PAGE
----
Emporia City Commissioners held a discussion about a proposed distribution water model during a brief study session Wednesday morning.

The distribution water model would be designed by BG Consultants using specialized computer-aided design software, with a total cost of around $125,000.

BG Consultants Branch Manager Bruce Boettcher said the model would aid in mapping out the city’s potable water system. The model would be created using existing GIS maps already in use by the city. Then, information on the maps would be verified through testing processes. Information such as the size and type of piping as well as the location, will be easily updated via the model.

Boettcher said the city would also be able to run tests on the water lines using the model based on different scenarios. This will help the city plan for upgrades and infrastructure improvements in the coming years.

“It’s really the more information; the better information, the better product you get out of it,” he said. “Then we actually get boots on the ground and go out into the system and we flush hydrants and we know what we would expect out of a certain hydrant at a certain location, and we verify that. Or, if it’s something different, we mine down further into that.”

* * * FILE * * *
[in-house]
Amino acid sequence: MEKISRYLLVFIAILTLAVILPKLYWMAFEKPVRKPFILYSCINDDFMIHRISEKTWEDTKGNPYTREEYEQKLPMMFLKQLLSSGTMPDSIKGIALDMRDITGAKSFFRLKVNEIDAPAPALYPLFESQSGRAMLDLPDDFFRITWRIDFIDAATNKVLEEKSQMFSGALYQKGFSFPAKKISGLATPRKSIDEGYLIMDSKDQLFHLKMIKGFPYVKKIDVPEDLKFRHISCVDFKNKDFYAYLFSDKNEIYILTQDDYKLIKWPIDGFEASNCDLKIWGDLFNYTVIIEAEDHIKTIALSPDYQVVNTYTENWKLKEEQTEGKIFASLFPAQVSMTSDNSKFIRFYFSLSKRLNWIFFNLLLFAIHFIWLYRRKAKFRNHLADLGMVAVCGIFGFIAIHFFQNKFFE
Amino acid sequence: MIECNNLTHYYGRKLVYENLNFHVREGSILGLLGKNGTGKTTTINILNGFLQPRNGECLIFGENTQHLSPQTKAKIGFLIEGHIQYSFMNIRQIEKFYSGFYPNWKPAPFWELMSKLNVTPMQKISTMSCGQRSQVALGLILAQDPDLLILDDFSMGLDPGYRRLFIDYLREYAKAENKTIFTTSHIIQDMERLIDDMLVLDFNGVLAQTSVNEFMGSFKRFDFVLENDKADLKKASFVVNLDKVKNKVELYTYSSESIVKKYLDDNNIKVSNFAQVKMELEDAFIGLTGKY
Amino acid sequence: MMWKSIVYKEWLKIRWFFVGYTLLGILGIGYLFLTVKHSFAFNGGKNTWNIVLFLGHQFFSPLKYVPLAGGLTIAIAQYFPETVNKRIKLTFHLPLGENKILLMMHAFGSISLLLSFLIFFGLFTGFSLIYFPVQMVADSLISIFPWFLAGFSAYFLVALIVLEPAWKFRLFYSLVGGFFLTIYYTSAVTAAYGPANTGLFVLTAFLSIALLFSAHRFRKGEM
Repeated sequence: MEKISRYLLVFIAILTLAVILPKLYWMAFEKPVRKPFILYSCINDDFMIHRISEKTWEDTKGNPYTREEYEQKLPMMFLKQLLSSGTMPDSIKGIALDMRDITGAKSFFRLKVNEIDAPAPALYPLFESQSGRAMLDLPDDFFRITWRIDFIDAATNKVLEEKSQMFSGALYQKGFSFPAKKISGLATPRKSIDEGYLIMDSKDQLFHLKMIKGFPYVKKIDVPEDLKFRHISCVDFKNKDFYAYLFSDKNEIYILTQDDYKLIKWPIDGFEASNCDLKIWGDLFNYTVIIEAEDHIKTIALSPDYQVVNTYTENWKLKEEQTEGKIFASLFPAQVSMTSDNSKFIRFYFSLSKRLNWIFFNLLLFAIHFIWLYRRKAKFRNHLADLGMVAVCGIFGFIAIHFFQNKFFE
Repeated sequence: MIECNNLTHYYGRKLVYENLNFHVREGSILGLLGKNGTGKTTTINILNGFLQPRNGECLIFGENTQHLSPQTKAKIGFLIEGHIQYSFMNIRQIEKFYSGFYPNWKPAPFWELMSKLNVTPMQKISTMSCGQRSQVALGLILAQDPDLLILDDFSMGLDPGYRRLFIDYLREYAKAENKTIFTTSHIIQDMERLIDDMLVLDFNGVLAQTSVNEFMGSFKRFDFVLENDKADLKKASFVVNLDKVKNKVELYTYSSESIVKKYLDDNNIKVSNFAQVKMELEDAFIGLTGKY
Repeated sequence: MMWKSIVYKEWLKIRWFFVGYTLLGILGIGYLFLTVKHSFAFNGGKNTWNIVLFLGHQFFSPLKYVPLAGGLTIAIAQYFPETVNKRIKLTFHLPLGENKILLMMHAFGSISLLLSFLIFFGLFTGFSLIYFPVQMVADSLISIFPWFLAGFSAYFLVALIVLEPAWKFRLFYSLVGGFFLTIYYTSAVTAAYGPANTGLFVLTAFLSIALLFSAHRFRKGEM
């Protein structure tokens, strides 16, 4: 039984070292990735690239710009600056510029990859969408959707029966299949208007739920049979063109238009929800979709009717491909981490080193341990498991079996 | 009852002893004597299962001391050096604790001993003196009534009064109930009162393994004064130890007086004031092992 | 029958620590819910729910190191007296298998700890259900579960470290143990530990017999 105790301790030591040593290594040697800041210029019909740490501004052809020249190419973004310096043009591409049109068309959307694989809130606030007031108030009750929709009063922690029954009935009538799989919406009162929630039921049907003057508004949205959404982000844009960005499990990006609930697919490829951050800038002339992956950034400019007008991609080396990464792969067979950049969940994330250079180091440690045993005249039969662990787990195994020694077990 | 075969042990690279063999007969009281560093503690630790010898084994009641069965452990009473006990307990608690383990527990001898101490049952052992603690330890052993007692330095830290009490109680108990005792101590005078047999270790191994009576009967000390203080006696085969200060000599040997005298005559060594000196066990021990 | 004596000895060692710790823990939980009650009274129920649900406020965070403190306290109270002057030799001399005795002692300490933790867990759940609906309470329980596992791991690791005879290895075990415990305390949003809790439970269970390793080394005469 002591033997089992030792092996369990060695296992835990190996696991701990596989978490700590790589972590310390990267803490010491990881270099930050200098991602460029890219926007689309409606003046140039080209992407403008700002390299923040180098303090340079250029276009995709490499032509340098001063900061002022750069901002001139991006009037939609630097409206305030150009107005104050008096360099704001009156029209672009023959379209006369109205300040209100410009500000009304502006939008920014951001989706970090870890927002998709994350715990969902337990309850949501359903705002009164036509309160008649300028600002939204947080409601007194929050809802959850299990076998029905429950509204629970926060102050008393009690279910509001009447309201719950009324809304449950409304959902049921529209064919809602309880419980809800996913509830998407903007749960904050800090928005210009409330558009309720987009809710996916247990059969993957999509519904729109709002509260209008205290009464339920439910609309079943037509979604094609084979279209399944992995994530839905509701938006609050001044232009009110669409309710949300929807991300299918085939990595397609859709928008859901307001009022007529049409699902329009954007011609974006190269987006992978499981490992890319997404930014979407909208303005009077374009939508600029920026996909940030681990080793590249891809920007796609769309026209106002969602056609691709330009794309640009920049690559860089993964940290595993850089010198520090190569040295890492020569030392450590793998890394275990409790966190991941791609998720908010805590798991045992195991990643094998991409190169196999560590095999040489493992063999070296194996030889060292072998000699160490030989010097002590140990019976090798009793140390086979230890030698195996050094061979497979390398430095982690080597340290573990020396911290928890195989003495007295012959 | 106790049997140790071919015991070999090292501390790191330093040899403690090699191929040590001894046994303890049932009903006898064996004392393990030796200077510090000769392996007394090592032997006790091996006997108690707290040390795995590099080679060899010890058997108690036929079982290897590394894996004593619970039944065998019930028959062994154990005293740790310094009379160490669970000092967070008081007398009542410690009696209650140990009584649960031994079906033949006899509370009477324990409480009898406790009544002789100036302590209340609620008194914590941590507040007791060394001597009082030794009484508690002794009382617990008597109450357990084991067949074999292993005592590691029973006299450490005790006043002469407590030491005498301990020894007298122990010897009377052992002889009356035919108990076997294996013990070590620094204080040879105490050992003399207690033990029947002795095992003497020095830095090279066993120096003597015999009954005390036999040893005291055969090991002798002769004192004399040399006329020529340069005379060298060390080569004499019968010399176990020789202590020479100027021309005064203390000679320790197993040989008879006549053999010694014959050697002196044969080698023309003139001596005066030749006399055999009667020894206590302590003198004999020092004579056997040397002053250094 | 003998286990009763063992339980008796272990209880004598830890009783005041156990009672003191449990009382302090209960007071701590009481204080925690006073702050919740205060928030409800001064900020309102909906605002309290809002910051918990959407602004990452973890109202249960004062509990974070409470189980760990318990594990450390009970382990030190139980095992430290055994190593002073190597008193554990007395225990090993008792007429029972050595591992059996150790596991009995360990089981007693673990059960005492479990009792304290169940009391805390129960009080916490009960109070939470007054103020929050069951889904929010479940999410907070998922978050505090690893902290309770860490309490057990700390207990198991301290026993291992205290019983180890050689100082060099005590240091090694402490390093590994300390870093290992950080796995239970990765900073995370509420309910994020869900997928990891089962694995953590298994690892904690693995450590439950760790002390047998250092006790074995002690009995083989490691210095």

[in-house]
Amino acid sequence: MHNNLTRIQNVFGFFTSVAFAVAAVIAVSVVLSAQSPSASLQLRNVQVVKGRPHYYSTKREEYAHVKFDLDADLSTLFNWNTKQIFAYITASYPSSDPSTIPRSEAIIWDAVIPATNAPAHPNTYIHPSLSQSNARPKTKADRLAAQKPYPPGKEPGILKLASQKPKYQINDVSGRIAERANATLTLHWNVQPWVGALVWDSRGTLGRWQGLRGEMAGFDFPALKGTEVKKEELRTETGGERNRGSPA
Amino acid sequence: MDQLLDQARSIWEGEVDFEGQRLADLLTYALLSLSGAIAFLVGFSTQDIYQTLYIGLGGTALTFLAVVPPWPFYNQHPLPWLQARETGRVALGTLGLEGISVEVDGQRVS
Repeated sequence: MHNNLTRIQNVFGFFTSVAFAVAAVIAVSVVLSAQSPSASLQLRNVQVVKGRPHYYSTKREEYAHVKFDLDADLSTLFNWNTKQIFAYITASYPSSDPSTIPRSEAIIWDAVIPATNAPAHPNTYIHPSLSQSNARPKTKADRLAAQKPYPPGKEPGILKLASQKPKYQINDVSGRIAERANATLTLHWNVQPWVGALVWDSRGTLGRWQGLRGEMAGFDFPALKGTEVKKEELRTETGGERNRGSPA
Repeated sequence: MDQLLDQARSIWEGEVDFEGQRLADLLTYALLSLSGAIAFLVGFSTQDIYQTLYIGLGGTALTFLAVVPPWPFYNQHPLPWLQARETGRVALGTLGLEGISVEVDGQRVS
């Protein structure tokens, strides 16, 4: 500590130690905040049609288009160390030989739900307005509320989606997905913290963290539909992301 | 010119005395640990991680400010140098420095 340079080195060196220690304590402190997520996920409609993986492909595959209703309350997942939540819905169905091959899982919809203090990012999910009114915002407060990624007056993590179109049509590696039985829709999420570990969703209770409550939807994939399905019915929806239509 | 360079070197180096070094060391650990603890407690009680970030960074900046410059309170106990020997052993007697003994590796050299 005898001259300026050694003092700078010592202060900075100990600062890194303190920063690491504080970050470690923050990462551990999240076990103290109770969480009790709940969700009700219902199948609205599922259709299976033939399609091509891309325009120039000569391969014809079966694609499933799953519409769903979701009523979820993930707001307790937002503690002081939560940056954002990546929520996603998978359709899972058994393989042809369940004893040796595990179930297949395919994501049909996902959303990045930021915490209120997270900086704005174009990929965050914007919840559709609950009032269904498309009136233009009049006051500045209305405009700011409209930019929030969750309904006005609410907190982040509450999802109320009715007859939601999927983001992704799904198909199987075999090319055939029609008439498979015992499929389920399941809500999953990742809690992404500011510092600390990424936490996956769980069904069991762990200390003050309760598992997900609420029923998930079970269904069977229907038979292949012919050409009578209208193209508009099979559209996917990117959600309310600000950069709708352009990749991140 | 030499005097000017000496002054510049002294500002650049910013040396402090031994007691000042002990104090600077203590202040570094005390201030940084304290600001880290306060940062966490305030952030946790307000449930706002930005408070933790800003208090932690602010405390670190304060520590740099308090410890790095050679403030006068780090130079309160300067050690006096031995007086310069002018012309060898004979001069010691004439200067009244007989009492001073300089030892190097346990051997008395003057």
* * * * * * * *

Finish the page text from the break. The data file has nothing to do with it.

City Engineer Jim Ubert also updated commissioners on the progress of the Sixth Avenue water line project at Merchant Street, which has congested traffic in the area over the last few weeks.

Progress is being made and Ubert said traffic lanes could be reopened within the next few weeks.

“They have the 10-inch main line in there and it connects on to Commercial,” he said. “It’s not connected to Merchant yet. The four-inch line, the one that’s leaking, is still in service.”

Ubert said some coordination needed to be done with plumbers working on Haag Management’s ongoing project at the corner of Sixth Avenue and Merchant Street before the new 10-inch line could be fully connected and put into use. That work is expected to begin early next week.

“After they get done — they probably have a couple days worth of work — the city’s contractor can get back in and disconnect and abandon that four-inch line,” he said.

Some additional work may also be done at Sixth Avenue to replace some leaky valves and other issues that were discovered in the course of the project.

“Some valves have started leaking and we also had a waterline blow out two or three weeks ago,” he said.

Ubert said the additional work will be completed pending contractor costs and a permit extension from the Kansas Department of Transportation.

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